Evolving policies for conservation: An Historical Profile of the Protected Area System of Nepal

  • Heinen J
  • Shrestha S
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Abstract

Abstract Nepal has instituted progressive conservation programmes since the 1970s. This move was in reaction to very rapid rates of land clearance in the lowland areas of the country and an opening up to the world that led to nature-based tourism as a major economic enterprise. Formal conservation began with the passage of national legislation in 1973 offering strong protection for national parks and wildlife reserves, but denied usufruct rights to rural communities. From the late 1970s to the 1990s, the legislation was amended several times. Each case was, in several fundamental ways, a loosening of control by government authorities. Nepal now has buffer zone legislation and allows for the designation of conservation areas in addition to the more-strictly defined categories. Beginning in the 1990s, both government and foreign-backed projects have been implementing landscape level conservation approaches; a number of initiatives in trans-boundary protected area management with India and China have also begun and non-governmental organizations have taken an increasingly active role. This paper considers the expansion of the protected areas network in light of historical, cultural and economic factors and concludes that Nepal has been reactive in adopting conservation programmes. Both outside and inside influences have strongly affected the development of conservation programmes and there are several areas in which more work needs to be done. This includes the need for implementing both national and international conservation law and adopting social and biological monitoring programmes in and around protected areas. In addition, factors outside the control of conservation officials (i.e. a Maoist insurgency) have indirectly hindered conservation programmes in recent years and have greatly complicated prospects for further success. Abstract Nepal has instituted progressive conservation programmes since the 1970s. This move was in reaction to very rapid rates of land clearance in the lowland areas of the country and an opening up to the world that led to nature-based tourism as a major economic enterprise. Formal conservation began with the passage of national legislation in 1973 offering strong protection for national parks and wildlife reserves, but denied usufruct rights to rural communities. From the late 1970s to the 1990s, the legislation was amended several times. Each case was, in several fundamental ways, a loosening of control by government authorities. Nepal now has buffer zone legislation and allows for the designation of conservation areas in addition to the more-strictly defined categories. Beginning in the 1990s, both government and foreign-backed projects have been implementing landscape level conservation approaches; a number of initiatives in trans-boundary protected area management with India and China have also begun and non-governmental organizations have taken an increasingly active role. This paper considers the expansion of the protected areas network in light of historical, cultural and economic factors and concludes that Nepal has been reactive in adopting conservation programmes. Both outside and inside influences have strongly affected the development of conservation programmes and there are several areas in which more work needs to be done. This includes the need for implementing both national and international conservation law and adopting social and biological monitoring programmes in and around protected areas. In addition, factors outside the control of conservation officials (i.e. a Maoist insurgency) have indirectly hindered conservation programmes in recent years and have greatly complicated prospects for further success.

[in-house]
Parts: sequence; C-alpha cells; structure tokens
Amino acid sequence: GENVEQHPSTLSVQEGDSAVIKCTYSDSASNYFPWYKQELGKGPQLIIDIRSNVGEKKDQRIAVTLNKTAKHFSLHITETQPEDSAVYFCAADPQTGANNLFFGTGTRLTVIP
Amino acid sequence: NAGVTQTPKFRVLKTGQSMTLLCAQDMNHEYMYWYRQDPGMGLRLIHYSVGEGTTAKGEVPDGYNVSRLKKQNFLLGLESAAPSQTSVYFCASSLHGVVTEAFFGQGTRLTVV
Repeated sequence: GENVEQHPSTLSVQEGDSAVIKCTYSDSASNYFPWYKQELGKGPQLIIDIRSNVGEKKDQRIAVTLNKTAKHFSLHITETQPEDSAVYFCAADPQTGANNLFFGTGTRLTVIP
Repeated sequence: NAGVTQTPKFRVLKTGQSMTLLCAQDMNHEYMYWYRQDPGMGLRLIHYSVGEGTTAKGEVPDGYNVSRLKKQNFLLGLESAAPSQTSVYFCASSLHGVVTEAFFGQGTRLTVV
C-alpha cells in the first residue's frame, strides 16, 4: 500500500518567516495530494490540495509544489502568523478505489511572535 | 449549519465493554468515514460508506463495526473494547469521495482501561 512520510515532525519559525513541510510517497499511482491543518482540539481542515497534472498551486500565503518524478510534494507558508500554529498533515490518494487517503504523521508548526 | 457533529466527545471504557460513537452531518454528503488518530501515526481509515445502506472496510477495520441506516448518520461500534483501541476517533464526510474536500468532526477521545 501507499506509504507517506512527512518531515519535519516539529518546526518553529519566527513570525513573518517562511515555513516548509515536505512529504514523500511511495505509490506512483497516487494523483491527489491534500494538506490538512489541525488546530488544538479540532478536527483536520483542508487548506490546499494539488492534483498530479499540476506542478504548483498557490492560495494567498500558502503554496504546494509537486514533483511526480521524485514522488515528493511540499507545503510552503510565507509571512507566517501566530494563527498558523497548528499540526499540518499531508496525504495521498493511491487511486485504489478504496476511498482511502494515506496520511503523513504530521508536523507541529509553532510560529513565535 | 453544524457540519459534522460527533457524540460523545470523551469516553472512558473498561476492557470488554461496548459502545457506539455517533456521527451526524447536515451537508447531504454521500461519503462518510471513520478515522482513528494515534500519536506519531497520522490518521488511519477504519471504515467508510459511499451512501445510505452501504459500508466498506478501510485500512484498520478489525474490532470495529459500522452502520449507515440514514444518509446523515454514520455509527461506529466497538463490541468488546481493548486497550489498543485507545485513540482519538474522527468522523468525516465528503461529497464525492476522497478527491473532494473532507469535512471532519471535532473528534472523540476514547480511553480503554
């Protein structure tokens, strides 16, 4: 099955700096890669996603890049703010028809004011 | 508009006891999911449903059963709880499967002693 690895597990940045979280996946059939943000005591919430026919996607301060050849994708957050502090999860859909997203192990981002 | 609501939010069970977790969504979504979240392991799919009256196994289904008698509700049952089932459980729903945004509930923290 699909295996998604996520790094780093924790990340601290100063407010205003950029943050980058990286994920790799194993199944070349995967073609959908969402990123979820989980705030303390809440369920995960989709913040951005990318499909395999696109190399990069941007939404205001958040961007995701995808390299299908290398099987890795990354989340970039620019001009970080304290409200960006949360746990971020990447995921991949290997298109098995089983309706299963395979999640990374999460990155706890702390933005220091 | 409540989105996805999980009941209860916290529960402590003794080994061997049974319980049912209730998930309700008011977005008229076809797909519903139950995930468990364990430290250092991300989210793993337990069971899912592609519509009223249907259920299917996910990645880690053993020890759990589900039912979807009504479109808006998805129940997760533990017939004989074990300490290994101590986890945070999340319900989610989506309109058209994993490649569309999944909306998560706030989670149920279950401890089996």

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Authors

  • Joel T. Heinen

  • Suresh K. Shrestha

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